I bet anyone who ever played a massively multiplayer online game has come up against the scenario where you realise that someone you are playing with (or against) is putting way more time, effort, research and social networking into the game than you are.
- Maybe it’s That Guy who undercuts all your glyph auctions half a second after you have posted them. Every single time.
- Maybe it’s the really powerful and organised alliance who seem to have a zillion players in every timezone.
- Maybe it’s The Guy in your raid group (or LFR) who is all geared and tweaked out and times his/her rotation to the millisecond.
It’s easy to feel demoralised if you are competitive and you see a situation where you know you don’t want to put in the time/ money/ effort to compete with that. This is one of the big structural problems with MMOs: how do you have a game where a wide variety of players can all play together without breaking the game? Do you encourage the hardcore players/ guilds to be part of a separate more hardcore endgame? Do you encourage players to play alongside others of similar mindset and give them separate instances to mess around in?
Gevlon has a good take on this in a post about RMT where he muses that if you let players cash out their earnings from the auction house, it would attract a more professional crowd (note: his opinion of professionals is a bit higher than mine).
What effect would it have on the game? Every market fully covered, leaving no trading income to casual/newbie players, only similar professional traders could compete. The simpler income sources, like doing PvE would be covered by real world corporations using minimal wage labor (after all, ratting can be done by half-illiterates), leaving absolutely no in-game income source to the real players.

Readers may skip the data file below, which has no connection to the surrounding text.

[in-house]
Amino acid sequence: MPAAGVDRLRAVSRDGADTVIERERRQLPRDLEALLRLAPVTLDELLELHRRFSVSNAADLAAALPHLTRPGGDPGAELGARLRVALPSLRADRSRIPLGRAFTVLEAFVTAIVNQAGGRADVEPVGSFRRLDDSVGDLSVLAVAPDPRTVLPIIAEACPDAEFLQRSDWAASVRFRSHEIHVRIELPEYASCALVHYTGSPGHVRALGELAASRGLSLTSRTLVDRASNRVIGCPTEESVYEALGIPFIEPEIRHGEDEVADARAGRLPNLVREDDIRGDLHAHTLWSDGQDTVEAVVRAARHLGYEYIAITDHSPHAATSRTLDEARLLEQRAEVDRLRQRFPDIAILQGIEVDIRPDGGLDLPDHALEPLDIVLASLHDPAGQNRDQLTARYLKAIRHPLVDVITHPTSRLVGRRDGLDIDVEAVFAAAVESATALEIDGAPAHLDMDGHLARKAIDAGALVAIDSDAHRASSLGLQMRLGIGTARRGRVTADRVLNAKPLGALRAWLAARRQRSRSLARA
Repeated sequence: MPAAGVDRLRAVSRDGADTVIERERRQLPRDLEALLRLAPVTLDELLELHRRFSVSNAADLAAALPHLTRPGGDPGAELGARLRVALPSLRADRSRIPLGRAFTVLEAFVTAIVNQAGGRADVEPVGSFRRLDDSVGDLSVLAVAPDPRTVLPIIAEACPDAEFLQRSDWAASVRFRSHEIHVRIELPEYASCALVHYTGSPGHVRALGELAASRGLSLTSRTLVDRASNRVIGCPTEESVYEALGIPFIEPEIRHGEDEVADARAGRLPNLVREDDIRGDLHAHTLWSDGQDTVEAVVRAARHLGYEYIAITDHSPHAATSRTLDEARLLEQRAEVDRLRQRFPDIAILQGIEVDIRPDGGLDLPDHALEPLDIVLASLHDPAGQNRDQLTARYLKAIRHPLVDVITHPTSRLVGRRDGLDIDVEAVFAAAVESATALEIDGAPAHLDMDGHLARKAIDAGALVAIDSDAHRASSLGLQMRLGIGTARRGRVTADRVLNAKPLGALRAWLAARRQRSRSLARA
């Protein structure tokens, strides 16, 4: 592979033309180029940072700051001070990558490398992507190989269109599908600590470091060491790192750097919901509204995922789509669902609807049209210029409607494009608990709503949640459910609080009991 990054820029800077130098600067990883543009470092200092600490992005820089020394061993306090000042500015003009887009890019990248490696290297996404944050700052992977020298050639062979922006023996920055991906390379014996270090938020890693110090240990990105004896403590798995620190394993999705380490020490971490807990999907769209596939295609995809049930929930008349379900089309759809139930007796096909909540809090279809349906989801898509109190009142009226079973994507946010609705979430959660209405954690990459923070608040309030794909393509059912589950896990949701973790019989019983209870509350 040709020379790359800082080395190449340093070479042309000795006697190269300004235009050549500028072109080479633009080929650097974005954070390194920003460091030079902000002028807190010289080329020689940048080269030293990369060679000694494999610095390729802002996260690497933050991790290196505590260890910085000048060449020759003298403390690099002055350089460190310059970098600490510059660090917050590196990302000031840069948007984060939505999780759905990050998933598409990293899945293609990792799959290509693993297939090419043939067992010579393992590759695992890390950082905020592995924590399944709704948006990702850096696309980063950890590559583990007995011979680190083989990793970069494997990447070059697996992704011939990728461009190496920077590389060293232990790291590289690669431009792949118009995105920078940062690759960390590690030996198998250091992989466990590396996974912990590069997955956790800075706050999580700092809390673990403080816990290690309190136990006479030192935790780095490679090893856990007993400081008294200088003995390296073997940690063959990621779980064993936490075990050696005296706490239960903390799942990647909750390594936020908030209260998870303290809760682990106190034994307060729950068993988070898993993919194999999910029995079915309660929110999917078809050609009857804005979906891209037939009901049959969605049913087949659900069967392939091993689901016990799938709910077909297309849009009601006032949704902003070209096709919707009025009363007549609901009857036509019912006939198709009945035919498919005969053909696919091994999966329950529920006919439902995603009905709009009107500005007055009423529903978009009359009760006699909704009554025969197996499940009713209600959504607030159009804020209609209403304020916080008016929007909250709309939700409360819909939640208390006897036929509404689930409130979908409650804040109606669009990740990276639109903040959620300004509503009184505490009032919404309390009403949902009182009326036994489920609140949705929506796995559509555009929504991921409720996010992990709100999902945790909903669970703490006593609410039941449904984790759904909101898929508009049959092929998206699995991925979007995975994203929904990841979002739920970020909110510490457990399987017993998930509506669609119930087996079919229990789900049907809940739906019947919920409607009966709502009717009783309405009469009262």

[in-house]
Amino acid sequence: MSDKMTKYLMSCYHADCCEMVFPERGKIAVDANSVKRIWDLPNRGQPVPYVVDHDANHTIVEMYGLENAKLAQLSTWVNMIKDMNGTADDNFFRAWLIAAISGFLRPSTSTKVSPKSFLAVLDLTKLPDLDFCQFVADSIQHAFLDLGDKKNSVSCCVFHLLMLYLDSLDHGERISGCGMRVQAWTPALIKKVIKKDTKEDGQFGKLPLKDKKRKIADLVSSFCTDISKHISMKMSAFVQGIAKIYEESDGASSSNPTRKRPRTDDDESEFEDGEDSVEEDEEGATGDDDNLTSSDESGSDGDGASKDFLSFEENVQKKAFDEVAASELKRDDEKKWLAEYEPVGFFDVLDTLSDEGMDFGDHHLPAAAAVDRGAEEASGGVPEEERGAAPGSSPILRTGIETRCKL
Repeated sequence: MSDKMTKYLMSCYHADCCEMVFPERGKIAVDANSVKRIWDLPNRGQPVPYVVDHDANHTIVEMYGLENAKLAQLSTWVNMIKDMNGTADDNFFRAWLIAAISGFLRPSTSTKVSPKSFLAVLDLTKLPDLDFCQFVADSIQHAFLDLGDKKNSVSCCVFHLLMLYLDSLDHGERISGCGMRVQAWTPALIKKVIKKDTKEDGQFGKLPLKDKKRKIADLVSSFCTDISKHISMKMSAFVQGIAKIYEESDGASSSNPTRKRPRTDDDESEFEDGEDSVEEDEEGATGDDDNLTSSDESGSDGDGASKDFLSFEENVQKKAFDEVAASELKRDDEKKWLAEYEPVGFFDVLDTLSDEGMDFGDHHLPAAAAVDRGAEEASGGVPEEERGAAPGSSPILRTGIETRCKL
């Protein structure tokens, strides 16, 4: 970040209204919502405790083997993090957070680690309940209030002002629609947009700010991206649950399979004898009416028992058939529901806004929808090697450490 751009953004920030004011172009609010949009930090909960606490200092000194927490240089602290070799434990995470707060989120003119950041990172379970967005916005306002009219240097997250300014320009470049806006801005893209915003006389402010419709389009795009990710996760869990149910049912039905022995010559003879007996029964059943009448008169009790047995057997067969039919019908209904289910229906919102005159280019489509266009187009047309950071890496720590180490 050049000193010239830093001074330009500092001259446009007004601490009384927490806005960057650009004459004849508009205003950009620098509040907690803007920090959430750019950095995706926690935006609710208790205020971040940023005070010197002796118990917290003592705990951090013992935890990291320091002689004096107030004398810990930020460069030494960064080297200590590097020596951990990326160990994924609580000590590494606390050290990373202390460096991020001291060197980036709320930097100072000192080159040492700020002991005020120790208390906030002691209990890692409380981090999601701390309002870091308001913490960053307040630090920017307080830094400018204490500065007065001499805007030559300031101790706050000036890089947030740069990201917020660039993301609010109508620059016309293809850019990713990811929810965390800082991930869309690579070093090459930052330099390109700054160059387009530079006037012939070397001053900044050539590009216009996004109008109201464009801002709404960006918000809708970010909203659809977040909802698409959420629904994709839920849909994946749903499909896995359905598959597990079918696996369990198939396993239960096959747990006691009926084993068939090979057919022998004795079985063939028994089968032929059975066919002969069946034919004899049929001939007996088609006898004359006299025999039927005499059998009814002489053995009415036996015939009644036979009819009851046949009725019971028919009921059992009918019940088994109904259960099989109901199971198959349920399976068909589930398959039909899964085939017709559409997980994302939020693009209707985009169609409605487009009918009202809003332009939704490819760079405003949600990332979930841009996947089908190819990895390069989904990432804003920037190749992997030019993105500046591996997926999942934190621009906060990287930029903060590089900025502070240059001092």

He even decided to cut back on his own trading, “giving more space to other players to play in Jita”. This isn’t a case where the hardcore would be destroying the economy, it would still function fine. Just there is a theoretical case where there are enough ultra competitive players to mean that there are no niches left for casuals in that side of the game.
There are other theoretical ways in which the ultra hardcore could push a game into a stasis from which it could never escape. You could imagine a turf holding game where all the turf ends up belonging to a few large alliances who have mutual non aggression pacts.
The only way out would be if the ruling alliances deliberately cut back on their expansionary plans (much like Gevlon describes in his trading) in order to promote a more ‘healthy’ ecosystem in the game. Where ‘healthy’ could mean anything from ‘more welcoming to new players’ to ‘more likely to give us some fun territory fights in the future.’
In a themepark game, this is all largely irrelevant (I think it’s mostly theoretical in most sandboxes too). There simply are fewer parts of the game where players would have this much control that a large powerful guild could simply win the game. But it’s interesting I think to compare with RL – sometimes looking to the long term good of the community might be worth more than going for pure domination.
Have you ever played a game where you felt you or your faction dominated so hard that it wasn’t fun any more, or where you gave up because you felt the hardcore players meant there was no point?